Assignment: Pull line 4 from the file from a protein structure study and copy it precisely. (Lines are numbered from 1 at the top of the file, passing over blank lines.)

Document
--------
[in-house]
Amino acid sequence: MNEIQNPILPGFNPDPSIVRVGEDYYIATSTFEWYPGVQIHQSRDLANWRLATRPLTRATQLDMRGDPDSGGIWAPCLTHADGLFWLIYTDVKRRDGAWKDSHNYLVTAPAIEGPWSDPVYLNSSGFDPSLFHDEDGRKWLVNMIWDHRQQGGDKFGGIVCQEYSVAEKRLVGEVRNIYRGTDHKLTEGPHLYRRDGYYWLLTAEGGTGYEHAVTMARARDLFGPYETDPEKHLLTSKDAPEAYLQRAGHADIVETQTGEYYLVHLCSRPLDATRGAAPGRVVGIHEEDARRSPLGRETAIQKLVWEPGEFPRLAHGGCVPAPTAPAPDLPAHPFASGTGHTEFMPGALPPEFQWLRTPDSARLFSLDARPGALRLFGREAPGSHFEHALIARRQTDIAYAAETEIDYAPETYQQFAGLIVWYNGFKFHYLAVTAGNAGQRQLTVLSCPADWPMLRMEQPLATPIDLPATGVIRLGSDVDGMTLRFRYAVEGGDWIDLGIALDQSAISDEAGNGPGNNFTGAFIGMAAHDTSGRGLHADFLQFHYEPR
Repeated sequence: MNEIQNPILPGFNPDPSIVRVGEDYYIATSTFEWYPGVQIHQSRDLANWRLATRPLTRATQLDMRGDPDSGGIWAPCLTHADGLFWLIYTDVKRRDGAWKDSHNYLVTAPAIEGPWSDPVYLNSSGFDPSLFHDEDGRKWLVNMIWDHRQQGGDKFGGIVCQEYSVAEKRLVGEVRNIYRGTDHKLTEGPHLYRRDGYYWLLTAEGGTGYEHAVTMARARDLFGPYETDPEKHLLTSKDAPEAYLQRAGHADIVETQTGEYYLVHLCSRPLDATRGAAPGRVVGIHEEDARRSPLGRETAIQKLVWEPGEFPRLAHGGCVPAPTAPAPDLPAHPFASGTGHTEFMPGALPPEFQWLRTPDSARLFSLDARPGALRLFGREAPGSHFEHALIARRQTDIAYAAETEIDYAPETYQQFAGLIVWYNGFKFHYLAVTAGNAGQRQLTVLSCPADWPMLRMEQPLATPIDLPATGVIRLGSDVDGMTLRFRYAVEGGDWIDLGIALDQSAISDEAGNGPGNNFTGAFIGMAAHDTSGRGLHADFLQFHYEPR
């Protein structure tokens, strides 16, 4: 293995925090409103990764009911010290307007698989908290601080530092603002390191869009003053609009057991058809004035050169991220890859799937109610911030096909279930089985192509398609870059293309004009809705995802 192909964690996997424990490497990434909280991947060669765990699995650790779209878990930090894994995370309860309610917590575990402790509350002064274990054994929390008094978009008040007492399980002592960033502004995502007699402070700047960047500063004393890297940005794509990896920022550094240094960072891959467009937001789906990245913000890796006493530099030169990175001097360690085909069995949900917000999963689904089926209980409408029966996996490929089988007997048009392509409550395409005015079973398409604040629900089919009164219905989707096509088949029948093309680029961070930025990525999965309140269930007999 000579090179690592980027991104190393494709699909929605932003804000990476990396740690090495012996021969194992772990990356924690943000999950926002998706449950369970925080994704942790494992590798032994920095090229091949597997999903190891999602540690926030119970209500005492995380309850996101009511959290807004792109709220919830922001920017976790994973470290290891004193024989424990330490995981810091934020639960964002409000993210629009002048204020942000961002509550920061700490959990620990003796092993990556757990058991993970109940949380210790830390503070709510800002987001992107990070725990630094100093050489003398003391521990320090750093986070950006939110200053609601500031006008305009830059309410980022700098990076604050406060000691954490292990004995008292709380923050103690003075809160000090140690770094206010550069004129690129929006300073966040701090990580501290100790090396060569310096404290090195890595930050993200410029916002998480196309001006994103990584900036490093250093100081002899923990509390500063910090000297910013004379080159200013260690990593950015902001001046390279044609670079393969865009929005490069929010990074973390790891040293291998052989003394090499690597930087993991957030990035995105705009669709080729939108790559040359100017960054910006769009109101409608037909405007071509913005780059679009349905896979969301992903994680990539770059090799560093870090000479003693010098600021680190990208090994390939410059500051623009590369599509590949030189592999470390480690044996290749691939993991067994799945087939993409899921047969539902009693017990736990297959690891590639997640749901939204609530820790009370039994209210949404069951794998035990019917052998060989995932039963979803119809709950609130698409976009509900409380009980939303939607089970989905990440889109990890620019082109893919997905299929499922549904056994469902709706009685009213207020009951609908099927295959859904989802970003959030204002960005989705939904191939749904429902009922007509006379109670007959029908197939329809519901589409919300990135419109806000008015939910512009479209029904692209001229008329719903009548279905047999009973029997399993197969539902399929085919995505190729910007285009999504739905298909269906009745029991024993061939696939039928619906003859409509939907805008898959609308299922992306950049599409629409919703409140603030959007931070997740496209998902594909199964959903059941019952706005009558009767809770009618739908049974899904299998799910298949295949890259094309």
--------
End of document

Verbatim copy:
């Protein structure tokens, strides 16, 4: 293995925090409103990764009911010290307007698989908290601080530092603002390191869009003053609009057991058809004035050169991220890859799937109610911030096909279930089985192509398609870059293309004009809705995802 192909964690996997424990490497990434909280991947060669765990699995650790779209878990930090894994995370309860309610917590575990402790509350002064274990054994929390008094978009008040007492399980002592960033502004995502007699402070700047960047500063004393890297940005794509990896920022550094240094960072891959467009937001789906990245913000890796006493530099030169990175001097360690085909069995949900917000999963689904089926209980409408029966996996490929089988007997048009392509409550395409005015079973398409604040629900089919009164219905989707096509088949029948093309680029961070930025990525999965309140269930007999 000579090179690592980027991104190393494709699909929605932003804000990476990396740690090495012996021969194992772990990356924690943000999950926002998706449950369970925080994704942790494992590798032994920095090229091949597997999903190891999602540690926030119970209500005492995380309850996101009511959290807004792109709220919830922001920017976790994973470290290891004193024989424990330490995981810091934020639960964002409000993210629009002048204020942000961002509550920061700490959990620990003796092993990556757990058991993970109940949380210790830390503070709510800002987001992107990070725990630094100093050489003398003391521990320090750093986070950006939110200053609601500031006008305009830059309410980022700098990076604050406060000691954490292990004995008292709380923050103690003075809160000090140690770094206010550069004129690129929006300073966040701090990580501290100790090396060569310096404290090195890595930050993200410029916002998480196309001006994103990584900036490093250093100081002899923990509390500063910090000297910013004379080159200013260690990593950015902001001046390279044609670079393969865009929005490069929010990074973390790891040293291998052989003394090499690597930087993991957030990035995105705009669709080729939108790559040359100017960054910006769009109101409608037909405007071509913005780059679009349905896979969301992903994680990539770059090799560093870090000479003693010098600021680190990208090994390939410059500051623009590369599509590949030189592999470390480690044996290749691939993991067994799945087939993409899921047969539902009693017990736990297959690891590639997640749901939204609530820790009370039994209210949404069951794998035990019917052998060989995932039963979803119809709950609130698409976009509900409380009980939303939607089970989905990440889109990890620019082109893919997905299929499922549904056994469902709706009685009213207020009951609908099927295959859904989802970003959030204002960005989705939904191939749904429902009922007509006379109670007959029908197939329809519901589409919300990135419109806000008015939910512009479209029904692209001229008329719903009548279905047999009973029997399993197969539902399929085919995505190729910007285009999504739905298909269906009745029991024993061939696939039928619906003859409509939907805008898959609308299922992306950049599409629409919703409140603030959007931070997740496209998902594909199964959903059941019952706005009558009767809770009618739908049974899904299998799910298949295949890259094309």